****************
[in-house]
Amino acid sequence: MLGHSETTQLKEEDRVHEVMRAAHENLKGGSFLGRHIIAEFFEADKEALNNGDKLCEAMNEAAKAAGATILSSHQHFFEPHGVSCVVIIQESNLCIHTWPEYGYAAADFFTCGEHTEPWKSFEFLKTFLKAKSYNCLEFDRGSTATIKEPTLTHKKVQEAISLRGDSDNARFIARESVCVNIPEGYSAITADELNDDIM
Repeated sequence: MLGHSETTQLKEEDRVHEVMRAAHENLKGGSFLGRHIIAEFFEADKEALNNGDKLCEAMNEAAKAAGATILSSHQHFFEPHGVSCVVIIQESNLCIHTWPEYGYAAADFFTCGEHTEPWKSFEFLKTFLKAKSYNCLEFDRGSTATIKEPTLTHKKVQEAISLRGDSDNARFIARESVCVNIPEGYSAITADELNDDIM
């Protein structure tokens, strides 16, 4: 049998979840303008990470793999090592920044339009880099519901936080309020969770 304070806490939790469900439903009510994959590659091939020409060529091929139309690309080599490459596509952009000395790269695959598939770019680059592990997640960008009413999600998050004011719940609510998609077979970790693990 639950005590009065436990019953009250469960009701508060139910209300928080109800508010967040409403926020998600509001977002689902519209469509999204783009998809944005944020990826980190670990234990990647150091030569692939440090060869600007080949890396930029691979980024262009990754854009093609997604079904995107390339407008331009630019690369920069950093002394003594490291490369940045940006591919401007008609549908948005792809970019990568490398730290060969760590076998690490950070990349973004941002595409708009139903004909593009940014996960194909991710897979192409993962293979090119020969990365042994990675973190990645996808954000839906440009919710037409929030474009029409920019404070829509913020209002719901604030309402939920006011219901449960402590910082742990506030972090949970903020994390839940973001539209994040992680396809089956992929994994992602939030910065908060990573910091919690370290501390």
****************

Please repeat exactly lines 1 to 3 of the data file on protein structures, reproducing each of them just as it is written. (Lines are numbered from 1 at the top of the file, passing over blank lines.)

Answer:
[in-house]
Amino acid sequence: MLGHSETTQLKEEDRVHEVMRAAHENLKGGSFLGRHIIAEFFEADKEALNNGDKLCEAMNEAAKAAGATILSSHQHFFEPHGVSCVVIIQESNLCIHTWPEYGYAAADFFTCGEHTEPWKSFEFLKTFLKAKSYNCLEFDRGSTATIKEPTLTHKKVQEAISLRGDSDNARFIARESVCVNIPEGYSAITADELNDDIM
Repeated sequence: MLGHSETTQLKEEDRVHEVMRAAHENLKGGSFLGRHIIAEFFEADKEALNNGDKLCEAMNEAAKAAGATILSSHQHFFEPHGVSCVVIIQESNLCIHTWPEYGYAAADFFTCGEHTEPWKSFEFLKTFLKAKSYNCLEFDRGSTATIKEPTLTHKKVQEAISLRGDSDNARFIARESVCVNIPEGYSAITADELNDDIM